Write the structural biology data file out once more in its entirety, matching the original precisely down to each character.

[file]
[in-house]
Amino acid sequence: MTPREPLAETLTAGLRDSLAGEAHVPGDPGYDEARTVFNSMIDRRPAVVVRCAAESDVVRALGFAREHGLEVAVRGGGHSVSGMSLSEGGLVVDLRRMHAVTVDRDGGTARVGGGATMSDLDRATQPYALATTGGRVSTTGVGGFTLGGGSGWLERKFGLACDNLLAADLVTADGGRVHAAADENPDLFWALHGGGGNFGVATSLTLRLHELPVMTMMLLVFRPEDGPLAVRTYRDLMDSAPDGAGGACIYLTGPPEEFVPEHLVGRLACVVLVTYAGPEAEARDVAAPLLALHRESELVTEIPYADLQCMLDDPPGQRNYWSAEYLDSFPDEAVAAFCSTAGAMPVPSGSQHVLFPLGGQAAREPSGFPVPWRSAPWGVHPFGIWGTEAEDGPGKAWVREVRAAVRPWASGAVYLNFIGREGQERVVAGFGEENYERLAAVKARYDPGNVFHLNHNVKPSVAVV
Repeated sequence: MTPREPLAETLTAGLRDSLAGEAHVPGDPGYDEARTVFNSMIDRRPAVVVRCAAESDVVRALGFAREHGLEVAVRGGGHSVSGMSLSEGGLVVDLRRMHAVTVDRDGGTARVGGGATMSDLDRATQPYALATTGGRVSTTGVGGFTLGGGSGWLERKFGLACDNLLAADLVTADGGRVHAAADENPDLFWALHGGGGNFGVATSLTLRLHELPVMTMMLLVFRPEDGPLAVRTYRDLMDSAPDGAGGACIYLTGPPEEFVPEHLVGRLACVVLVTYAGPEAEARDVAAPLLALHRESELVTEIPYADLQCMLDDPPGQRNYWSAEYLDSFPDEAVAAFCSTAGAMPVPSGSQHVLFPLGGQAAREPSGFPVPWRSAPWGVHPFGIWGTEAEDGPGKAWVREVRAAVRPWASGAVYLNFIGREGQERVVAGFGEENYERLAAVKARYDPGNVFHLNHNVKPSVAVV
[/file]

[in-house]
Amino acid sequence: MTPREPLAETLTAGLRDSLAGEAHVPGDPGYDEARTVFNSMIDRRPAVVVRCAAESDVVRALGFAREHGLEVAVRGGGHSVSGMSLSEGGLVVDLRRMHAVTVDRDGGTARVGGGATMSDLDRATQPYALATTGGRVSTTGVGGFTLGGGSGWLERKFGLACDNLLAADLVTADGGRVHAAADENPDLFWALHGGGGNFGVATSLTLRLHELPVMTMMLLVFRPEDGPLAVRTYRDLMDSAPDGAGGACIYLTGPPEEFVPEHLVGRLACVVLVTYAGPEAEARDVAAPLLALHRESELVTEIPYADLQCMLDDPPGQRNYWSAEYLDSFPDEAVAAFCSTAGAMPVPSGSQHVLFPLGGQAAREPSGFPVPWRSAPWGVHPFGIWGTEAEDGPGKAWVREVRAAVRPWASGAVYLNFIGREGQERVVAGFGEENYERLAAVKARYDPGNVFHLNHNVKPSVAVV
Repeated sequence: MTPREPLAETLTAGLRDSLAGEAHVPGDPGYDEARTVFNSMIDRRPAVVVRCAAESDVVRALGFAREHGLEVAVRGGGHSVSGMSLSEGGLVVDLRRMHAVTVDRDGGTARVGGGATMSDLDRATQPYALATTGGRVSTTGVGGFTLGGGSGWLERKFGLACDNLLAADLVTADGGRVHAAADENPDLFWALHGGGGNFGVATSLTLRLHELPVMTMMLLVFRPEDGPLAVRTYRDLMDSAPDGAGGACIYLTGPPEEFVPEHLVGRLACVVLVTYAGPEAEARDVAAPLLALHRESELVTEIPYADLQCMLDDPPGQRNYWSAEYLDSFPDEAVAAFCSTAGAMPVPSGSQHVLFPLGGQAAREPSGFPVPWRSAPWGVHPFGIWGTEAEDGPGKAWVREVRAAVRPWASGAVYLNFIGREGQERVVAGFGEENYERLAAVKARYDPGNVFHLNHNVKPSVAVV